The Golden State Warriors have two losses in 13 games so far in the 2021-22 season, and they’re the kind of losses that, when set against a team’s wins, tend to indicate a team that’s as good as their early-season surge.
That is to say, after losing at Charlotte Sunday to drop to 11-2, the Dubs’ combined margin of defeat in the two losses is just seven, while 10 of their 11 wins were by at least seven points and eight were by double digits.
Before the Hornets game—which, it should be noted, was the second game of a back-to-back after flying cross-country following a Saturday night 26-point win over the 8-4 Chicago Bulls—the Warriors carried a mind-blowing plus-14.3 Net Rating that is better than the plus-11.6 mark they put up in the 2017 season, their best by advanced stats and the first year they had Kevin Durant.
Charlotte was a schedule loss. Only a miracle gives even good teams wins on back-to-backs after a cross-country flight. The schedule-makers did Golden State dirty. They still lost by only four.
But at the same time, the Warriors have the lowest strength of schedule of any team in the entire NBA so far. Sure, they beat the Lakers on opening night when LeBron James played, they beat the Clippers two days later, and they just bumped off Chicago, all teams that, if the season ended today, would be no worse than seventh in their respective conferences—and the West seventh-place Lakers have struggled with injuries and the stink-out-the-joint play of Russell Westbrook without LeBron in the lineup.
And when they have faced lousy teams, they’ve tended to beat them bloody. You play the teams on your schedule, and Golden State beat Charlotte by 22 at home, walloped Minnesota and Houston by 13 each, crushed New Orleans by 41, and beat Oklahoma City on the road by 8 and at home by 21.
That’s what good teams do. They mash bad teams, and when they lose, they lose close. Memphis beat the Warriors by three points and—again, this was a back-to-back after a cross-country flight!—Charlotte won by four.
ED. NOTE: The Bulls game was Friday night, not Saturday. The fact does still remain that the Warriors had a cross-country flight on a travel day.
In that Hornets game, the Warriors simply couldn’t find their shot. They went 9-of-39 from 3-point range, with Stephen Curry going just 3-of-13. Curry was plus-14, so even though he couldn’t find his shot, he was still able to contribute, adding 10 assists to his 24 points on the night.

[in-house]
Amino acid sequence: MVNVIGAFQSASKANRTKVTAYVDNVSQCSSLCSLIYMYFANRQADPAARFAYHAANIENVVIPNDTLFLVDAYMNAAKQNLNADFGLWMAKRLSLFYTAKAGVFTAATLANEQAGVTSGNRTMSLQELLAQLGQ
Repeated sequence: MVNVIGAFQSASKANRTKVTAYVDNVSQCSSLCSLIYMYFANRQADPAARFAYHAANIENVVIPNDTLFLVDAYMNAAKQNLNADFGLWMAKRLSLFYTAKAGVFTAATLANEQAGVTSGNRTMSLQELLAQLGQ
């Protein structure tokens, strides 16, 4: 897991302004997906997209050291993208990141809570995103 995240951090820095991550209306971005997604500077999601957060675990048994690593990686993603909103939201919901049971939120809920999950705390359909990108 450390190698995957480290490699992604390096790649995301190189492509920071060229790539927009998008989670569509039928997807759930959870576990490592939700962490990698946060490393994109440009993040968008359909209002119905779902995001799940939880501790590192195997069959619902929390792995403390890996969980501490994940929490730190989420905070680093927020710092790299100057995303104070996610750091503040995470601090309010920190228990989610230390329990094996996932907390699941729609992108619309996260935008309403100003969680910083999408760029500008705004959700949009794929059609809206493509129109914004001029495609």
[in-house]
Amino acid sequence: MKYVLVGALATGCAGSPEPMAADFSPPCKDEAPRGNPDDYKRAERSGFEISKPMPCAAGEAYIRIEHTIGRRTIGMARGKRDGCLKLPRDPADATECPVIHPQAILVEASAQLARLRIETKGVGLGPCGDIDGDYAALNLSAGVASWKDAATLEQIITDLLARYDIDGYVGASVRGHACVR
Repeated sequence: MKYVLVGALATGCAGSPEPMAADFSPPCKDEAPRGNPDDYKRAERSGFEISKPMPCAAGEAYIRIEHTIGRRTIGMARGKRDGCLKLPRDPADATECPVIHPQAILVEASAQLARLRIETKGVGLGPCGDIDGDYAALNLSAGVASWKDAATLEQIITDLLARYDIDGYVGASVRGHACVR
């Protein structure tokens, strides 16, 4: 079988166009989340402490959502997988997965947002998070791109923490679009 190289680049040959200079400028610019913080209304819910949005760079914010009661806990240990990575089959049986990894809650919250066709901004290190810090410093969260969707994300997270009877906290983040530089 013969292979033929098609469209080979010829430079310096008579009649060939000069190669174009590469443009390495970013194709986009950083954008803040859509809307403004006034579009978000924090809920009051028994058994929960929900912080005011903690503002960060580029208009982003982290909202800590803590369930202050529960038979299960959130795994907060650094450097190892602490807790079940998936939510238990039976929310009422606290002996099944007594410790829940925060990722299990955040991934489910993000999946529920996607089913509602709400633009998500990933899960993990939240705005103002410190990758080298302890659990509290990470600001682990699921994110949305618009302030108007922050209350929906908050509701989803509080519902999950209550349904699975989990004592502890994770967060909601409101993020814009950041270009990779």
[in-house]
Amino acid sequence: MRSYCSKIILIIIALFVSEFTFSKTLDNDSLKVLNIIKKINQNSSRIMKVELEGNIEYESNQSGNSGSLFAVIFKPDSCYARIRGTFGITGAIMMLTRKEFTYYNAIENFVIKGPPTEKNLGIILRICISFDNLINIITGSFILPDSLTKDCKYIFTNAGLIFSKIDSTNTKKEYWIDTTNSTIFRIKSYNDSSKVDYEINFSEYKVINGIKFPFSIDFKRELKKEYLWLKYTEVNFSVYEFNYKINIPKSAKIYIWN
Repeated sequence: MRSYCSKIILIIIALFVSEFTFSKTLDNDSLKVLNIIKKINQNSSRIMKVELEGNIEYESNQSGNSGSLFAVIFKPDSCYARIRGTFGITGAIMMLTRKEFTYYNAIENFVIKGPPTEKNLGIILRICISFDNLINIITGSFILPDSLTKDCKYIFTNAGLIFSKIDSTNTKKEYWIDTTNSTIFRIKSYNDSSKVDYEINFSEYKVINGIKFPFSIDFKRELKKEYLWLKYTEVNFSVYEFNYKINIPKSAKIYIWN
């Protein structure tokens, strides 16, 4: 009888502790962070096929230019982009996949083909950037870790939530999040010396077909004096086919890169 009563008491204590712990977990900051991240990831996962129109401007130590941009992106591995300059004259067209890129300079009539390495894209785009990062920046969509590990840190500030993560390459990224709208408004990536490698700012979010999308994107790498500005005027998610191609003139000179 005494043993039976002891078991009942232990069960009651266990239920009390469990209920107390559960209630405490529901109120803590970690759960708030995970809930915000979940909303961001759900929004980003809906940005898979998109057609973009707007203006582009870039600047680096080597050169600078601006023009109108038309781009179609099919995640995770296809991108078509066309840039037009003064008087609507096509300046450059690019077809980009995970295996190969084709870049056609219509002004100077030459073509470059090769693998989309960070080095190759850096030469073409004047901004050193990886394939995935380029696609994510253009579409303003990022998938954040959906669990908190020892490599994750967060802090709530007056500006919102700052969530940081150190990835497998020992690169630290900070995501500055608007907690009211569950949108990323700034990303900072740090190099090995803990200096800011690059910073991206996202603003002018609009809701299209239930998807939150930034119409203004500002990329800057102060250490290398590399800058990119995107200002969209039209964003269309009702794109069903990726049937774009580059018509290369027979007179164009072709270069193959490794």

A team like the Warriors—who struggled in awful fashion in 2020 and 2021 after Durant left and while Klay Thompson recovered from a blown ACL in the 2019 Finals and a busted Achilles that kept him out of the 2021 season—isn’t supposed to be this good this fast, especially considering Thompson’s still on the shelf recovering from that heel injury before he can play again.
The Warriors didn’t even have Andrew Wiggins until he finally decided to get the COVID vaccine so he’d be eligible to play for the team. Wiggins is over .100 WS/48 for the first time in his career—he was at .143 coming into the Hornets game and shot 12-of-19 to presumably satisfy the advanced stat gods for another night. He’s still on exactly zero VORP, in part because he’s still hot garbage defensively, but we’re talking about a guy who was one of the worst players in the league in Minnesota, especially when comparing his stats to his salary.
There are, of course, massive questions for the Warriors. Thompson hasn’t been able to play in two years and he’ll be 32 in February. Will he still have the timing on his shot when he comes back, and will he still be able to play defense at the level he did during the championship years?
Along the same lines, Curry has been injury-prone since at least 2016 and he’s going to be 34 when the playoffs come around.
And you can’t sell me on Wiggins—until he plays even a lick of defense he’ll always be nothing but a one-dimensional player out there, the kind who can only be the second-best player on the kind of team that beats up bad teams.
But at the same time, this is a team that has three wins over good teams and a whole lot of blowout wins over bad ones. If, indeed, the adage holds true that great teams win big and lose close, the Warriors are a great team.
But man, this is one gigantic enigma of a team off to a hot start.